Howell Branch Chain Saw Massacre
by Anne Mooney / June 5, 2021
Once again, 1298 Howell Branch Road is in the news. There is no memory care facility this time, just four lots for single family homes. Sound simple? We’ve been here before.
Developer changes course in 2017
After the Villa Tuscany Memory Care Center failed in 2017 to receive approval, the developer, Villa Tuscany Holdings, LLC, revised its request and received City approval to divide the property into four single-family lots under the current R-3 zoning. The 3.77-acre property, of which only 2.09 acres is buildable because that is the portion above the Ordinary High Water elevation of approximately 66 feet, is located between two bodies of water. The larger to the south is Lake Temple; to the northeast is an unnamed sinkhole.
Four lake-front lots planned
Since all four are lakefront lots, new home construction must be reviewed and approved by the Planning & Zoning (P&Z) Board. The P&Z review focuses on tree preservation, storm water management, making sure plans are compatible with the grade of the lot and maintaining lake views. Each individual plan involves a negotiation with Urban Forestry Department, especially if a specimen tree is involved.
Developer begins work in May 2021
When the developer obtained a permit to begin work on the property in May, a 54-inch oak tree was to be preserved. In addition, a silt fence was erected to prevent clearing along a 50-foot margin from the lakefront to protect neighbors from noise and light pollution from Howell Branch Road.
54-inch oak takes the fall
On May 14, according to Parks and Recreation Director Jason Seeley, who oversees the City’s Urban Forestry Department, a subcontractor arrived with heavy equipment to clear the land. As the clearing began, the crews, unsupervised by the developer, proceeded to take down the silt fence, clear all the way to the lake front and cut down the large specimen oak.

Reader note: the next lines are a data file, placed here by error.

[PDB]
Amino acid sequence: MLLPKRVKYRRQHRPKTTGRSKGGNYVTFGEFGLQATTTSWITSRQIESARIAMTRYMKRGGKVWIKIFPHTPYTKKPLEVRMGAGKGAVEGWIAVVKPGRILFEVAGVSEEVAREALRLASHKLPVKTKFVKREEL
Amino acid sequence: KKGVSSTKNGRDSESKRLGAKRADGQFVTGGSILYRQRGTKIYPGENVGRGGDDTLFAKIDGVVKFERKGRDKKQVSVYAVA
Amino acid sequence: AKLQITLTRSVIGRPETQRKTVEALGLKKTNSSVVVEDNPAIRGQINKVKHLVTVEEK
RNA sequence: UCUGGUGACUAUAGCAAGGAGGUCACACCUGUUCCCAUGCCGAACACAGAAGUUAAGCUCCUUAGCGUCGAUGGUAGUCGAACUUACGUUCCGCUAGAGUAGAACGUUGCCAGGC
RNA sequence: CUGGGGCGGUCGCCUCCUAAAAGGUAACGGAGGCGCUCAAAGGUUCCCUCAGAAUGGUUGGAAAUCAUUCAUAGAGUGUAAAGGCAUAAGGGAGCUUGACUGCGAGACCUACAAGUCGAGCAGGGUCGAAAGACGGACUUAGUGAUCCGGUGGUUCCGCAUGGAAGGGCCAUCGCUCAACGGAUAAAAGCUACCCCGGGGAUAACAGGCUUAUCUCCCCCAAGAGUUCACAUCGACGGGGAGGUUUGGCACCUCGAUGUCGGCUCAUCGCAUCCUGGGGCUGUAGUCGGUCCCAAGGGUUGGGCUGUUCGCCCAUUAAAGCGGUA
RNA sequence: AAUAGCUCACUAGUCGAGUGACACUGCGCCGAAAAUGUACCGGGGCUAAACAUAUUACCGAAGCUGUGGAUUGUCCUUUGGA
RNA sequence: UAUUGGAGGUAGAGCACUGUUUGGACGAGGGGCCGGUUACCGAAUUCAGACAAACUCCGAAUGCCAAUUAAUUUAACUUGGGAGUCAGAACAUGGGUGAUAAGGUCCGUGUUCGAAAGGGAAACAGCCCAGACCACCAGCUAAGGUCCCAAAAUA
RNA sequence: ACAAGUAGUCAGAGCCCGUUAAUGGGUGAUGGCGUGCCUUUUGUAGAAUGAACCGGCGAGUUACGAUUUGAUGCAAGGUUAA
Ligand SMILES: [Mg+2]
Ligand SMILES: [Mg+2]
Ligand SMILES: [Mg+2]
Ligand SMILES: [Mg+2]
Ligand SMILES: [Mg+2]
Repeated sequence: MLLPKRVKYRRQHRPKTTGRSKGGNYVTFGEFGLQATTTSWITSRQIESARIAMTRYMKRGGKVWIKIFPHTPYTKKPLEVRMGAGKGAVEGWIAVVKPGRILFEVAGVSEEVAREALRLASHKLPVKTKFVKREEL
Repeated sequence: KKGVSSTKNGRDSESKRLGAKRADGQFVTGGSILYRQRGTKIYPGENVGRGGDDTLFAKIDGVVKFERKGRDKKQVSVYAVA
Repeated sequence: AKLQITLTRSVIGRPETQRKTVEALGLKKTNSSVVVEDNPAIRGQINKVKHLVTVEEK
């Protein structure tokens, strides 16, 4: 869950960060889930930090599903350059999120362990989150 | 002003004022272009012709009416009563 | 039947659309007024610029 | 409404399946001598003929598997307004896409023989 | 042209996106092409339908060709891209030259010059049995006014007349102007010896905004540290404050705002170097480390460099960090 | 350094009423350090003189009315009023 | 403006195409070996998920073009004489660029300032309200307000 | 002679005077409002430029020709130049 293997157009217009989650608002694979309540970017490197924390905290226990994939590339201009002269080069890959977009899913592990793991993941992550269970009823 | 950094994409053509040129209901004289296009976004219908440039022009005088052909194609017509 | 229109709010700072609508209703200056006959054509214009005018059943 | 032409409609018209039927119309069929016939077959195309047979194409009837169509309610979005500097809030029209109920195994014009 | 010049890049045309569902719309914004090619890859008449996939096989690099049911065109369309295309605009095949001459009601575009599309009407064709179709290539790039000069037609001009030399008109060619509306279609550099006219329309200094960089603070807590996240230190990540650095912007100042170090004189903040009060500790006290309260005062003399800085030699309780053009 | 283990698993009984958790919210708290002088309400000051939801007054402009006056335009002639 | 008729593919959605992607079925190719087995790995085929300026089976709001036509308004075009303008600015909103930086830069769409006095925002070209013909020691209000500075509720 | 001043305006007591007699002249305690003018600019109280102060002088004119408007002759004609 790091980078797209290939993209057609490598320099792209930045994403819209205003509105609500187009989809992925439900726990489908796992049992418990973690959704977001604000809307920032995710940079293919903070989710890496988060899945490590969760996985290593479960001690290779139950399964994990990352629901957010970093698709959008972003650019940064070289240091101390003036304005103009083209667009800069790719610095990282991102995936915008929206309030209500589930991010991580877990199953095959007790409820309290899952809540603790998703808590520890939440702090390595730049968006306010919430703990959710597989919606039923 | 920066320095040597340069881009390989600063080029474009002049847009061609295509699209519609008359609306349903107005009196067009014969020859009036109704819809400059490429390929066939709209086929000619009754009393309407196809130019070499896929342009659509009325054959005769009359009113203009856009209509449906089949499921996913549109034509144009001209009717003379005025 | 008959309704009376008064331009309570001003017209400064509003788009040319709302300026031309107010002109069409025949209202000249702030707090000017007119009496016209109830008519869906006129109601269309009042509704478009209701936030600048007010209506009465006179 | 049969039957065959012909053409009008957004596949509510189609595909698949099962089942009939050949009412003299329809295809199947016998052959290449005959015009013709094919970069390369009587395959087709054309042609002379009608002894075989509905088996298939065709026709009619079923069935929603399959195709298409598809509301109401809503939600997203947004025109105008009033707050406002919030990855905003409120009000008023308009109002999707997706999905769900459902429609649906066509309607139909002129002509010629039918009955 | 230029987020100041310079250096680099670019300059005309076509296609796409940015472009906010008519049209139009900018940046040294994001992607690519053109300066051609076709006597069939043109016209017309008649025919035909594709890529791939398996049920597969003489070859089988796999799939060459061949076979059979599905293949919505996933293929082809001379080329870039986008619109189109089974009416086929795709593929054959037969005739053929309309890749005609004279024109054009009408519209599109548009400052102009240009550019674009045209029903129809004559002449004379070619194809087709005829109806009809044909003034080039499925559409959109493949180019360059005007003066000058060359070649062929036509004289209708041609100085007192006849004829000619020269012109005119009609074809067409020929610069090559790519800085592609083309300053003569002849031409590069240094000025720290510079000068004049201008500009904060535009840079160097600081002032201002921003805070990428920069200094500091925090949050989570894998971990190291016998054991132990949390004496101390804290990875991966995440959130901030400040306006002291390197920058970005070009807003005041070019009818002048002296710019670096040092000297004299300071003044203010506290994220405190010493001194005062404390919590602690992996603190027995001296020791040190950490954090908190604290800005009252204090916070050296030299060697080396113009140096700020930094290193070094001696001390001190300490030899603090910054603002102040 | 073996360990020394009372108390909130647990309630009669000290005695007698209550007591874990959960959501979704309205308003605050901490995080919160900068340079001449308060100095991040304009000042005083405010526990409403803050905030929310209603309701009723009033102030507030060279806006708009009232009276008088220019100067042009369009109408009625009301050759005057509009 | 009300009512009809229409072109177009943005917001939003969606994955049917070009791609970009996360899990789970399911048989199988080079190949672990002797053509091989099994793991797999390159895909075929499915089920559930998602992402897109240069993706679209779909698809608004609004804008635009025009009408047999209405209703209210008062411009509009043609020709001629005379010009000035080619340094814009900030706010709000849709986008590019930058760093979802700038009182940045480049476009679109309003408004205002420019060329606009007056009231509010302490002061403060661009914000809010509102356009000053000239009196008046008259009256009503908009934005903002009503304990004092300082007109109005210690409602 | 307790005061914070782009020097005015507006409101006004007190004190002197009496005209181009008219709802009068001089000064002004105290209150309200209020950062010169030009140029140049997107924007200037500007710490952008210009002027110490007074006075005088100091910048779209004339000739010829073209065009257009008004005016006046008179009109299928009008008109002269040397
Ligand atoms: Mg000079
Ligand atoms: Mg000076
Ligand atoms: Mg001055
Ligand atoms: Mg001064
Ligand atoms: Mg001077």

Even after a Stop-Work order and a Code Violation were issued, City staff observed the contractors continuing to clear the land. The City contacted the developer directly, the Stop-Work order is still in place and work on the premises has halted.
Draft tree preservation ordinance planned
A draft Tree Preservation Ordinance has been approved by the Tree Preservation Board and is awaiting review by P&Z in July or August. Changes contemplated include a matrix that uses a range of species, conditions and sizes to generate a mitigation number. Mitigation is strengthened in some areas. For instance, the ordinance proposes separating residential from commercial and increases mitigation requirements for trees on residential property.
Most trees lost to residential development
We lose more trees to residential development than we do to commercial,” said Jason Seeley. “The biggest impact on trees over time is with residential development and building codes. When a small house is torn down to build a McMansion, we lose about 60 percent of available space for plantings on those residential lots. You just can’t plant your way out of that problem.”
Commissioner Sheila DeCiccio pointed out how important it is for alert residents to keep the City informed. “We have a very small Urban Forestry staff,” she said, “and they can’t be everywhere at once. In the case of the Howell Branch property, City staff was responding to neighbors who reported unpermitted activity on the site.”
In an email blast sent June 1, DeCiccio wrote about the proposed tree preservation ordinance. “This revision has several more steps to go through before it reaches a final form to be voted on by the City Commission,” she wrote. “The ultimate aim is to codify an easy-to-understand mitigation / compensation scheme reflective of the value that the citizens of Winter Park place on their trees.
“The tree canopy is an integral part of what makes Winter Park so special. The more we know, the better we can protect this precious resource.”